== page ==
Why is Globevisa going global? 

Simply put, for long-term survival.

What if the policy suddenly shuts down if we only have one program? No one can predict that. Similarly, if our clients are only from one country, they will be affected by various geopolitical events, which in turn would make our business model vulnerable. Our consideration is as simple as that, just for long-term survival.

What are the benefits of Globevisa's internationalization? 

In my opinion, there are mainly three advantages:

  1. The most complete program structure. No enterprise in the world can reach this volume of high-quality program databases.
  2. Institutionalized management is very easy to scale up. There is nothing that is not suitable for local culture. 
  3. We have always attached great importance to compliance work, so we've managed to have a good start in different countries and regions. 

What is the current progress of internationalization?

At present, we already have 17 branches in mainland China. A lot of branches have made very good progress in the short term. For example, the Turkish office, which was only established in December 2022, achieved the top position in the Group on the sales performance of Greek Golden Visa last month. The Vietnamese office was only established eight months ago, and I think it has already formed the best team in Southeast Asia, and the performance is also very competitive. Most of them are formed with local partners so that they can share the advantages of Globevisa's system and the partner's local marketing knowledge.

You often mention partners. How does Globevisa find partners? 

Most of our partners are practitioners with relevant industry experience, and many are lawyers. Simply put, in a given country area, we want to find the best people as partners, and the definition of “best” is:

  1. passion for the immigration industry;
  2. familiarity with the local market and good connections;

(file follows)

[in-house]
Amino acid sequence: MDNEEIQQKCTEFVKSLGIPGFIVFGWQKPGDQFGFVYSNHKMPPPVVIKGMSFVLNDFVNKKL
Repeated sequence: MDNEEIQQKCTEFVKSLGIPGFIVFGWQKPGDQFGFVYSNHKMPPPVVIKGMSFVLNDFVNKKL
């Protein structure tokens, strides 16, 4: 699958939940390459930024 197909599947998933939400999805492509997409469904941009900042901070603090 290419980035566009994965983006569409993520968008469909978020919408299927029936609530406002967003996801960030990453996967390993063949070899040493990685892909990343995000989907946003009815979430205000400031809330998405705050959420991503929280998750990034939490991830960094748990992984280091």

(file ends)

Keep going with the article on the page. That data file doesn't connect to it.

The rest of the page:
3. long-term thinkers who value compliance;
  4. accepting of Globevisa's culture.
Globevisa CEO Henry Fan speaking to IMI's editor at IMI Connect Istanbul, where he met new friends to grow his ever-expanding network of local partners.

Are you still looking for partners?

Yes. We have a long list and are actively seeking partners in the Philippines, Cambodia, and Thailand, as well as in South Africa, Nigeria, Egypt, Iran, Saudi Arabia, elsewhere in the Middle East, Eastern Europe, and Latin America.

What about the choice of the project provider?

The best. The standard is simple. Globevisa must be working with the best project operators in the world. 

Did Globevisa have any difficulties or even failures during the process of internationalization?

That's too much. One of the biggest lessons is that, in the early days, we tried to manage the non-Chinese market in a Chinese way, which was a very painful and stupid mistake.

In fact, we have entered the Indian market and the Vietnamese market for the second time. We entered these two markets around 2016, but we didn't do a good job, and then we withdrew from this market because we didn't have a local operation, as mentioned above. This lesson was painful, but we learned it completely, and now all local companies are managed locally. 

What are the short-term, mid-term, and long-term development goals of Globevisa's internationalization?

The short-term goal is to become the number one in market share in Southeast Asia, and coupled with its already top position in China, it will further consolidate Globevisa's global leading role. 

The mid-term goal is to establish the Globevisa brand as the best brand in the immigration industry.

The long-term goal is to build Globevisa into the immigration industry as respected as Fragomen is at corporation relocation.

This is the first time you have raised the name of a peer, Fragomen. Why them?

Because Fragomen's status in the corporate relocation industry is very high, and it has also achieved a global presence. The firm has improved the social status of immigration lawyers in the United States. These achievements are beyond the reach of Globevsia, so it is necessary to learn from them. 

Does Globevisa have any ideas for future diversification? 

No. Because my partner and I really love the immigration industry. We feel that this industry can truly help people in need and change the course of many people's lives, and this is my greatest passion.

This year, I participated in the 7-7-7 island-hopping marathon in Taiwan, running seven full marathons on seven islands in seven days, and met many runners who love marathons, some of whom are over 70 years old. The enthusiasm of these people deeply touched me, and I also realized that I have far more enthusiasm for immigration than I have for marathons, and this realization has made me more sure of what I want.

Is there anything else you would like to add in the end?

An ad, maybe?

Globevisa welcomes all practitioners who love the immigration industry to seriously consider joining Globevisa as a national and regional partner of Globevisa, jointly building the Globevisa brand and jointly serving local customers. 

At the same time, Globevisa, all project operators (providers) can also contact Globevisa as long as the project is the best. Globevisa will definitely cooperate with you if your project is a long-term, best-in-the-world product. Globevisa is your long-term stable partner.